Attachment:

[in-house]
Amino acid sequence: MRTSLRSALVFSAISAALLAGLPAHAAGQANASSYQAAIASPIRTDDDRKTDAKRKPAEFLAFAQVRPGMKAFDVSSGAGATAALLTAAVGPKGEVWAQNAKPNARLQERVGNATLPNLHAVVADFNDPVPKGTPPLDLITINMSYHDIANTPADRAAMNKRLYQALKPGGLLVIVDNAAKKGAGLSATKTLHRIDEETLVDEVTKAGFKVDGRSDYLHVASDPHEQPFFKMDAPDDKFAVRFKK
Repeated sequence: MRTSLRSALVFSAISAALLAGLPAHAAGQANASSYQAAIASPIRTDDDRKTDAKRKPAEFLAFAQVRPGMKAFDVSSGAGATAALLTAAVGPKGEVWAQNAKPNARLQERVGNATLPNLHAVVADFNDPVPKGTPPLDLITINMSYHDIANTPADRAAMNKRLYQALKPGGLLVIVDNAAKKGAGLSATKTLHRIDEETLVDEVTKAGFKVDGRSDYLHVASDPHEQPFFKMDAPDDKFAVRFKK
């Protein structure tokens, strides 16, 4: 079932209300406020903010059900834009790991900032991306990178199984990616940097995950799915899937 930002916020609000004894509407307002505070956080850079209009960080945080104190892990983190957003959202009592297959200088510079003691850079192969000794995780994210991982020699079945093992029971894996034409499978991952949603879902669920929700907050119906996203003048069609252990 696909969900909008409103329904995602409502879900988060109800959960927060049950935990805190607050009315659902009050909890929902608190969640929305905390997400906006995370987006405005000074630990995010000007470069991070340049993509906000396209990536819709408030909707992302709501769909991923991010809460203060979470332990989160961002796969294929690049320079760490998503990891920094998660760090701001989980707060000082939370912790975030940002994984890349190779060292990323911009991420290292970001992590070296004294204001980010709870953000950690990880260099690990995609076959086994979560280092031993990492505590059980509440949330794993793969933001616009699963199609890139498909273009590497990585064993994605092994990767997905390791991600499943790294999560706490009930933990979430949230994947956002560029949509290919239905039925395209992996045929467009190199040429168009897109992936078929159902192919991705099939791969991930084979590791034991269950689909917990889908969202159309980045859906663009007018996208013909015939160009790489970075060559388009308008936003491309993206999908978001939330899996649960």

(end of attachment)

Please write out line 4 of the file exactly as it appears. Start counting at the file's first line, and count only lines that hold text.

């Protein structure tokens, strides 16, 4: 079932209300406020903010059900834009790991900032991306990178199984990616940097995950799915899937 930002916020609000004894509407307002505070956080850079209009960080945080104190892990983190957003959202009592297959200088510079003691850079192969000794995780994210991982020699079945093992029971894996034409499978991952949603879902669920929700907050119906996203003048069609252990 696909969900909008409103329904995602409502879900988060109800959960927060049950935990805190607050009315659902009050909890929902608190969640929305905390997400906006995370987006405005000074630990995010000007470069991070340049993509906000396209990536819709408030909707992302709501769909991923991010809460203060979470332990989160961002796969294929690049320079760490998503990891920094998660760090701001989980707060000082939370912790975030940002994984890349190779060292990323911009991420290292970001992590070296004294204001980010709870953000950690990880260099690990995609076959086994979560280092031993990492505590059980509440949330794993793969933001616009699963199609890139498909273009590497990585064993994605092994990767997905390791991600499943790294999560706490009930933990979430949230994947956002560029949509290919239905039925395209992996045929467009190199040429168009897109992936078929159902192919991705099939791969991930084979590791034991269950689909917990889908969202159309980045859906663009007018996208013909015939160009790489970075060559388009308008936003491309993206999908978001939330899996649960």